Speed Sniffs are a way to bring you ‘to-the-point’ fragrance reviews that are quick and easy to digest. They are perfume reviews without the faff.
*Unpopular Opinion Klaxon* I like Mon Guerlain and I think a lot of you are being unnecessarily grumpy about it. Yup. I’m not sorry. The way I see it, GUERLAIN has to make fragrances that appeal to the mass market as much as they need to keep the likes of Jicky and L’Heure Bleue on the shelves. They have always taken styles populised by others and given them a Guerlain twist (see Mitsouko, a twist on Coty’s Chypre, for example) and that’s exactly what Mon Guerlain is – a Guerlain take on the caramel, ethyl-maltol intensity of the likes of La Vie est Belle. The difference with the Guerlain? It smells good.
Mon Guerlain is candy floss by way of a Jicky-esque lavender and it is eminently wearable. I find it cosy, delicious and easy to wear in winter. I was not however, so keen on the Florale version that launched earlier this year which, for some reason seemed off somehow. Now we have Mon Guerlain Eau de Toilette, the third instalment in the Mon Guerlain series and the second to launch this year – we can’t accuse GUERLAIN of being lazy, that’s for sure!
Mon Guerlain Eau de Toilette is presented by GUERLAIN as a “citrus oriental” with notes of mandarin, carla lavender, sambac jasmine and vanilla tahitensis. They see it as a scent that presents a freer expression of the GUERLAIN woman – one that is seen through a lens of transparency and freshness. Let’s speed sniff.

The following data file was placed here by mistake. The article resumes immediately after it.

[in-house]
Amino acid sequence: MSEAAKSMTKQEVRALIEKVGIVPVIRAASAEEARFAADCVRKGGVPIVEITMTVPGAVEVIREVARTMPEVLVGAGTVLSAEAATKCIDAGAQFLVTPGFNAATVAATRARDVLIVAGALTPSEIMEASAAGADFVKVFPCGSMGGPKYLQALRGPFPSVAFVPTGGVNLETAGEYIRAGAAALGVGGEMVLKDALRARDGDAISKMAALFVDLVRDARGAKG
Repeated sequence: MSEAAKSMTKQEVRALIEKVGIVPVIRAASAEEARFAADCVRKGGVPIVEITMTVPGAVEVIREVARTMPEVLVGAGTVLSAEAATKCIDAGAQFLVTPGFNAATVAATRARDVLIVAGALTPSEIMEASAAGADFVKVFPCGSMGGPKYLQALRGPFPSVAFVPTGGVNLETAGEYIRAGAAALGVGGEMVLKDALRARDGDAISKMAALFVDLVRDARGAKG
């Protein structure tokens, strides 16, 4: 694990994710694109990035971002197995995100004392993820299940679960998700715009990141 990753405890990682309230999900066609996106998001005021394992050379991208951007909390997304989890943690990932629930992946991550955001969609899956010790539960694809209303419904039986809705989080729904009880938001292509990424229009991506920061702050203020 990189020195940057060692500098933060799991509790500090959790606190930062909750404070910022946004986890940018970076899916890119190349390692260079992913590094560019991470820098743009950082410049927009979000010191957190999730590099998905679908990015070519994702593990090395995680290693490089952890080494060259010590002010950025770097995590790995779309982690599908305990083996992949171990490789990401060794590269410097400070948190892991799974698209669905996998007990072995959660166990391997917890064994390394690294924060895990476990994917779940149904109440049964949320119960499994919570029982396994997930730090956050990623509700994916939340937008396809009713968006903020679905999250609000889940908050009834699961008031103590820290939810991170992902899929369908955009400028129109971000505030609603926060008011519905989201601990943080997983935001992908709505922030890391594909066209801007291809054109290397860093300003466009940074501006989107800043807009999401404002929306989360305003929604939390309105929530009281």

It’s not unusual for a fragrance house to redress a classic fragrance for modern times but it’s difficult for them to get the balance right – the balance between maintaining all that makes the fragrance do distinct and special, and providing a fresh twist that makes it attractive to new, younger consumers. CHANEL did it with Nº5, using modern florals to make an entry level interoperation in the form of Nº5 EAU PREMIERE, and switching aldehydes for citrus and musk in Nº5 L’EAU. GUERLAIN did it beautifully with the ill-fated but stunning Shalimar Parfum Initial (amping up the iris, dialling back the leather smoke), but nobody has really done it with a masculine classic, well, until Habit Rouge Dress Code, that is.
Habit Rouge Dress Code is not a new fragrance. It actually launched a few years back (2015 if we are being specific) as a limited edition – a reworked version of Jean-Paul Guerlain’s 1965 original created by Guerlain Perfumer Thierry Wasser. Playing on the dandy character or Habit Rouge, Wasser gives us what Guerlain calls “the neo-dandy’s dress code” in a fragrance more suited to a fashionable lad about town on his vespa than an artistocrat in his sporting reds on a country lane. It’s a fragrance that takes the key elements of Habit Rouge to more vibrant extremes – it’s iconic citrus is fizzier, more electric, whilst its gourmand facets are richer, more textured. Dress Code is cooler, more modern and more audacious.
Dress Code was never previously available in the UK, but this autumn it is making its way across the channel, dressed in handsome camo livery, to take residence exclusively in Harrods, and I for one, am very glad to welcome it to Blighty!
I’m always crushing on something scented or other. My nose knows no limits. Candy Crush is where I showcase the beautifully scented things I’m crushing on right now so you can hopefully develop a crush too.